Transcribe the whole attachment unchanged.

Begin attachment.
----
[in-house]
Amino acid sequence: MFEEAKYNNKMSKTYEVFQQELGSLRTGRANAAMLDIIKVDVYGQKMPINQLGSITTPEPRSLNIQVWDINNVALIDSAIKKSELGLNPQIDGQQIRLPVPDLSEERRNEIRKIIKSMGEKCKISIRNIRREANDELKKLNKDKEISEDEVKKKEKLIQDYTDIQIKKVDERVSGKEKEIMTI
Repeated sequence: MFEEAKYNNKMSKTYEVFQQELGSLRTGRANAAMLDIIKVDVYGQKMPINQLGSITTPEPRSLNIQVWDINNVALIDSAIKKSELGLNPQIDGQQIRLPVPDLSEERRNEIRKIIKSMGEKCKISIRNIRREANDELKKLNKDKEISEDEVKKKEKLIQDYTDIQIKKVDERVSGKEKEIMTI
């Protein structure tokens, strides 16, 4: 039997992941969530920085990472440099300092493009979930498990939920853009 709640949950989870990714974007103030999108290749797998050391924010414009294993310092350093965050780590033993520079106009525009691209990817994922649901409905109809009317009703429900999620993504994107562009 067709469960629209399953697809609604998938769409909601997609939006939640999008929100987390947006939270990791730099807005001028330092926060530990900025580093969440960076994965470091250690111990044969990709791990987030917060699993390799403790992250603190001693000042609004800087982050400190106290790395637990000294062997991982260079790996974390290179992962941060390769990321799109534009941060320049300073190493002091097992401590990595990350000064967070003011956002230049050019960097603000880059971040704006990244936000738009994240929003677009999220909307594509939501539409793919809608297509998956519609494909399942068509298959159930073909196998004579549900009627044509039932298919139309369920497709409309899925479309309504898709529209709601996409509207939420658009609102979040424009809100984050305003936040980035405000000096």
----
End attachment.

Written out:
[in-house]
Amino acid sequence: MFEEAKYNNKMSKTYEVFQQELGSLRTGRANAAMLDIIKVDVYGQKMPINQLGSITTPEPRSLNIQVWDINNVALIDSAIKKSELGLNPQIDGQQIRLPVPDLSEERRNEIRKIIKSMGEKCKISIRNIRREANDELKKLNKDKEISEDEVKKKEKLIQDYTDIQIKKVDERVSGKEKEIMTI
Repeated sequence: MFEEAKYNNKMSKTYEVFQQELGSLRTGRANAAMLDIIKVDVYGQKMPINQLGSITTPEPRSLNIQVWDINNVALIDSAIKKSELGLNPQIDGQQIRLPVPDLSEERRNEIRKIIKSMGEKCKISIRNIRREANDELKKLNKDKEISEDEVKKKEKLIQDYTDIQIKKVDERVSGKEKEIMTI
């Protein structure tokens, strides 16, 4: 039997992941969530920085990472440099300092493009979930498990939920853009 709640949950989870990714974007103030999108290749797998050391924010414009294993310092350093965050780590033993520079106009525009691209990817994922649901409905109809009317009703429900999620993504994107562009 067709469960629209399953697809609604998938769409909601997609939006939640999008929100987390947006939270990791730099807005001028330092926060530990900025580093969440960076994965470091250690111990044969990709791990987030917060699993390799403790992250603190001693000042609004800087982050400190106290790395637990000294062997991982260079790996974390290179992962941060390769990321799109534009941060320049300073190493002091097992401590990595990350000064967070003011956002230049050019960097603000880059971040704006990244936000738009994240929003677009999220909307594509939501539409793919809608297509998956519609494909399942068509298959159930073909196998004579549900009627044509039932298919139309369920497709409309899925479309309504898709529209709601996409509207939420658009609102979040424009809100984050305003936040980035405000000096």